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Twitter Salutes Congolese Woman Who Climbed the Statue Of Liberty to Protest Trump's Immigration Policies

Therese Patricia Okoumou told authorities that she wouldn't come down "until all the children are released."

There are many ways to protest. For some it's taking to the streets and marching, for others it's carrying out random acts of kindness. Yesterday, for immigrant activist Therese Patricia Okoumou, protesting meant scaling the Statue of Liberty in a courageous demonstration against Trump's dreadful anti-immigration policies on the very day meant to mark America's independence.

The 44-year-old Congolese immigrant and Staten Island resident, climbed the tower on Tuesday to protest Trump's "zero tolerance" policy that caused thousands of immigrant children to be detained and separated from their parents. She told police that she would not "come down until all the children are released," reports CNN.


It took four hours before the police could get Okoumou down, after which she was taken into custody.

Okoumou is an active member of New York-based activist group Rise and Resist, whose members had previously held an "Abolish I.C.E" banner at the statue. Members of the organization said they had no knowledge of Okoumou's plans, but released a statement of support, stating that they are seeking out the best legal representation for Okoumou.

Okoumou has been involved in several anti-Trump demonstrations in the past, even being arrested last year at a protest at the Department of Labor, reports Huffington Post.

She's being applauded for her dedication and bravery on social media. Much like when Bree Newsome climbed a 30-foot flagpole in South Carolina to remove the Confederate flag two years ago, Okoumou is yet another example of black women stepping up in the name of social justice, when others won't.
















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9 Must-Hear Songs From Ghana's Buzzing Drill Scene

We give you the rundown on Ghana's drill movement, Asakaa, and the most popular songs birthed by it.

Red bandanas, streetwear, security dogs, and gang signs. If you've been paying any attention to the music scene in Ghana over the past few months, then by now you would have noticed the rise of a special hip-hop movement. The movement is called Asakaa, and it's the Ghanaian take on the Chicago-born subgenre of hip-hop called drill music. It's fresh, it's hot, it's invigorating and it's nothing like anything you've seen before from this part of the world.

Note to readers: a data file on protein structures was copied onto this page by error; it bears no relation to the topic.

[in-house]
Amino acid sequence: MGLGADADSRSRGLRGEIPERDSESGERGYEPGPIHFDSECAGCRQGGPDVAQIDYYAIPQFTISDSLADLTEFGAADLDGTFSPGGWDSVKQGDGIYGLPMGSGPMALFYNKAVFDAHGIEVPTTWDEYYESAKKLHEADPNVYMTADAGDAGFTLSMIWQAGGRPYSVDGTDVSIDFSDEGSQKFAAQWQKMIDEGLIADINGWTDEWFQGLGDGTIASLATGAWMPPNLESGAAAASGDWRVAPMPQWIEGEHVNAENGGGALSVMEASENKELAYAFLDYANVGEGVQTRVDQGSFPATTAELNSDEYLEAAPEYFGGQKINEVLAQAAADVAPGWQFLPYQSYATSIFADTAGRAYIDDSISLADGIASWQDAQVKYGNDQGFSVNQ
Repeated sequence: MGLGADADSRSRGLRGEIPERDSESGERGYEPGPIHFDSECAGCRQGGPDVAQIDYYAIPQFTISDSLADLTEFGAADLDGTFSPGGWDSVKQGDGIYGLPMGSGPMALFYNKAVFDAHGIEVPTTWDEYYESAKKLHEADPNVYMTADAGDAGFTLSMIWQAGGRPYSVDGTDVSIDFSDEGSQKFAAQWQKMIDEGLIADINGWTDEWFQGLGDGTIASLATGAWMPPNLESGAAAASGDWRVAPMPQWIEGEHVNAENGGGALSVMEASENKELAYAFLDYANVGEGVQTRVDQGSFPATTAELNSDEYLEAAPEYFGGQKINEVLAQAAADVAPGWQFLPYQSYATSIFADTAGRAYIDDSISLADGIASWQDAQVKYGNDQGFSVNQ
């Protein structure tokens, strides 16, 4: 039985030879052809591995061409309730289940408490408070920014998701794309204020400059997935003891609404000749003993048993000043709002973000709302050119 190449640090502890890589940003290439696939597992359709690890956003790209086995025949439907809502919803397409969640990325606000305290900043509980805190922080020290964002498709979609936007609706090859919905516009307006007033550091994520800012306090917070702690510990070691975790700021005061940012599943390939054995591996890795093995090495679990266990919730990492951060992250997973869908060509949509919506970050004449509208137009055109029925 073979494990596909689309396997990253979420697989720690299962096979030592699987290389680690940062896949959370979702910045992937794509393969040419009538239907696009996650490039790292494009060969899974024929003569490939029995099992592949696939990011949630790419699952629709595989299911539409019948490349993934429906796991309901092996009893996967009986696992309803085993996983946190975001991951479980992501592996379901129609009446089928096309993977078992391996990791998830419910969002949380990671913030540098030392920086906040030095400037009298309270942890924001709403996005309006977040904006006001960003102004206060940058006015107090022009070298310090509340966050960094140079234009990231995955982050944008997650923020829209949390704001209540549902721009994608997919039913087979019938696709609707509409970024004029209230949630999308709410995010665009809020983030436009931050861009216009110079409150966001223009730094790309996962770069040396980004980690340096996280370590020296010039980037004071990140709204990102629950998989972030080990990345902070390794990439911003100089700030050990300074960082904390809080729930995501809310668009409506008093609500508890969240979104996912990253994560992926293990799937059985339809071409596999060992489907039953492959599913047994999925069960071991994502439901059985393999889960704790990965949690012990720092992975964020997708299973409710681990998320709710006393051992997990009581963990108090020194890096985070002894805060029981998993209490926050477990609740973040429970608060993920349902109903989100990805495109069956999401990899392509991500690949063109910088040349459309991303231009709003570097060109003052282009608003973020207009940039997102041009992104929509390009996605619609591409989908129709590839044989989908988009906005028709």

The pioneers of Asakaa are fondly referred to by the genre's patrons as the Kumerica boys, a set of budding young rappers based in the city of Kumasi in the Ashanti Region of Ghana. They came into the limelight towards the end of 2020, and have been dropping banger after banger since then, topping several charts and racking up millions of views collectively. The rap is charismatic, the visuals are captivating, and their swag is urban. Characterized by Twi lyrics, infectious hooks, and sinister beats, the allure and appeal of both their art and their culture is overflowing.

"Sore," one of the benchmark songs of the movement, is a monster hit that exploded into the limelight, earning Kumerican rapper Yaw Tog a feature on Billboard Italy and a recent remix that featured Stormzy. "Ekorso" by Kofi Jamar is the song that took over Ghana's December 2020, with the video currently sitting at 1.3 million views on YouTube. "Off White Flow" is the song that earned rapper Kwaku DMC and his peers a feature on Virgil Abloh's Apple Music show Televised Radio. These are just a few examples of the numerous accolades that the songs birthed from the Asakaa movement have earned. Ghana's drill scene is the new cool, but it isn't just a trend. It's an entire movement, and it's here to stay.

Want to get familiar? Here we highlight the most prominent songs of the Asakaa movement that you need to know. Here's our rundown of Ghana's drill songs that are making waves right now. Check them out below.

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